This week’s ‘Women in Law Wednesday’ is Dr. Karla Perez Portilla, who has been a lecturer here at GCU Law since October 2018. We were keen to talk to her not only because of how her career relates to law, but because of how her legal work intersects with social justice. In fact, we approached her for the project after she delivered an extremely interesting lecture on ‘Feminism and Jurisprudence’ to LLB3 last semester. Karla has given some brilliant and insightful answers about her career progression and what it means to be a woman in law.
Karla explains that her ‘career started in Mexico researching and teaching Constitutional Law, Human Rights and Anti-Discrimination Law at the National Autonomous University of Mexico’. She has also ‘been a guest lecturer at the University of Strathclyde and Teaching Fellow at University College London, Faculty of Law’ which is where she completed her PhD. When asked about her career journey, Karla explained once she had graduated it was not easy to find a job in the UK. On top of this, she was also a new mum. She ‘therefore started volunteering, and little by little, I built my reputation in Glasgow, combining my academic experience with ‘hands-on’ work for the third sector’. Her work in the third sector consisted of prejudice reduction programmes, delivering training and implementing and evaluating interventions. She was a community practitioner which, she explains, ‘was a role that has enriched and informed my teaching methods and approaches’. She has brought this experience she speaks of into her role at GCU Law.
We asked Karla what she believes her greatest achievements were in her career journey so far. She explains that as she likes thinking and developing ideas and theories with practical application that a highlight in her career has been to have published two different single author books with renowned publishing house – one in English and one in Spanish. She explains, ‘it is unusual to publish a book based on an LLB dissertation in Mexico and having published a revised version of my PhD thesis with Routledge, is equally joyful.’ Further to this Karla explains that the revised version allowed her to ‘expand the linguistic extent of her contributions to legal knowledge’ and demonstrate her ‘commitment to social justice and academic rigour’.
There are various reasons, Karla says, for why these publications were a highlight in her career but she notes two specific reasons. Firstly, ‘the crave for and the difficulties in achieving recognition as a woman of colour’ and secondly because it has given her the opportunity to use her books ‘in academic settings and within the wider community in international and local conferences, specialised courses, training programmes, academic modules and diplomas both in Mexico and in the UK.’
In response to a question about gender balance in the LLB, Karla explains that there is not much difference between the students at GCU Law and the students where she completed her degree in Mexico, ‘there are still many women at the beginning of a law degree and very few making it to the top, in virtually all sectors.’ An interesting insight into the universality of the issue.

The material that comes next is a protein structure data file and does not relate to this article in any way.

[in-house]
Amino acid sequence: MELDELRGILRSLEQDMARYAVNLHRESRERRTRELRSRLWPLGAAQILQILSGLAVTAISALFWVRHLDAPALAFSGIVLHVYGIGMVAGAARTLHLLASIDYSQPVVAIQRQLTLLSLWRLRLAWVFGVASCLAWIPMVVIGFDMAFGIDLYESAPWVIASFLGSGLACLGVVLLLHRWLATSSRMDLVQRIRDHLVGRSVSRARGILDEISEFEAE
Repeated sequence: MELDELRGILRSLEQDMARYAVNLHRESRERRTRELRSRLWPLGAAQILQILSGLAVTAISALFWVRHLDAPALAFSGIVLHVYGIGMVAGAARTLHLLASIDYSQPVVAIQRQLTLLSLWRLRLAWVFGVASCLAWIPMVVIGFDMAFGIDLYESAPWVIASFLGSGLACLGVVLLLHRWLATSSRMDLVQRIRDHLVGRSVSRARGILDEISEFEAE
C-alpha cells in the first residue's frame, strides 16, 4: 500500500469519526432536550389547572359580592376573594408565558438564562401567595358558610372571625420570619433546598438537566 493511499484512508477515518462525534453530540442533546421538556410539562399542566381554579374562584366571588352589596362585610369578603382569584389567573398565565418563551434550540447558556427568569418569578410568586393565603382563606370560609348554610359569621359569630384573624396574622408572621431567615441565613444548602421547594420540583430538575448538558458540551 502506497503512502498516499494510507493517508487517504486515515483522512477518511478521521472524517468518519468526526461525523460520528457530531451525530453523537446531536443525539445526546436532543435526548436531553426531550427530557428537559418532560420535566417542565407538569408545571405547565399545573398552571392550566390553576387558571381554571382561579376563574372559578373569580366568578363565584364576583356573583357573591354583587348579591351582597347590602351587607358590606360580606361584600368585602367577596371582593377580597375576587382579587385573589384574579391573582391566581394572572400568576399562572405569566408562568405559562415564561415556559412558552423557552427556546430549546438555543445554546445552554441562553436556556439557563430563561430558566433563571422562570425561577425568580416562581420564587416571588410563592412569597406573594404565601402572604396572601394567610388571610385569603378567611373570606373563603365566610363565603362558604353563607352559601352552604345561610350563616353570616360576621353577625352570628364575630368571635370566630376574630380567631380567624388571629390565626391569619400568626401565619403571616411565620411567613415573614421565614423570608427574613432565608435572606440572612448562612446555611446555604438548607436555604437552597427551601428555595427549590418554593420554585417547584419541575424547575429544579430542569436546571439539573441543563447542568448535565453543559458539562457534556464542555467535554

We next wanted to ask Karla about whether she has ever felt disadvantaged as a woman in law, ‘as a woman generally and as a woman from an ethnic minority background in the UK, I have always felt that I have to work harder, stay longer, excel, etc… I have felt this pressure both in Mexico and in the UK.’ On the other hand, she feels that ‘being a woman from an ethnic minority background with experience of migration has helped me make meaningful contributions to academia and in practice. Lived experience coupled with rigorous research and practical work allows us to provide valuable insights in order to bring about positive exchange.’ She finishes her answer with an interesting insight; ‘I think it is fair to say that, to a large extent, lived experience is a basic ingredient for bringing about social justice.’
Finally, as we ask all our interviewees, we asked Karla what being a woman in law meant to her:
‘It means the need to recognise that being a woman is a range of experiences shaped by skin colour, ethnic origin, nationality, sexual orientation, gender identity, socio-economic background, religion, etc.
For me, being a woman in law means a desire and the possibility to make the understanding and use of such terms, one that actually includes the diversity, roles and identities of women. I believe that we have to make a conscious effort to identify, seek to portray and celebrate the experiences of those overlooked or marginalised. It would be useful to make the most of the concept of intersectionality, as coined by Kimberle Crenshaw, in order to include and make visible a range of real lived experiences, histories, challenges and achievements.’
We thank Karla for her valuable contribution to the project. We hope that her inspired words have provoked thought about how the law can be used for social justice.
By Lucy Mackay LLB3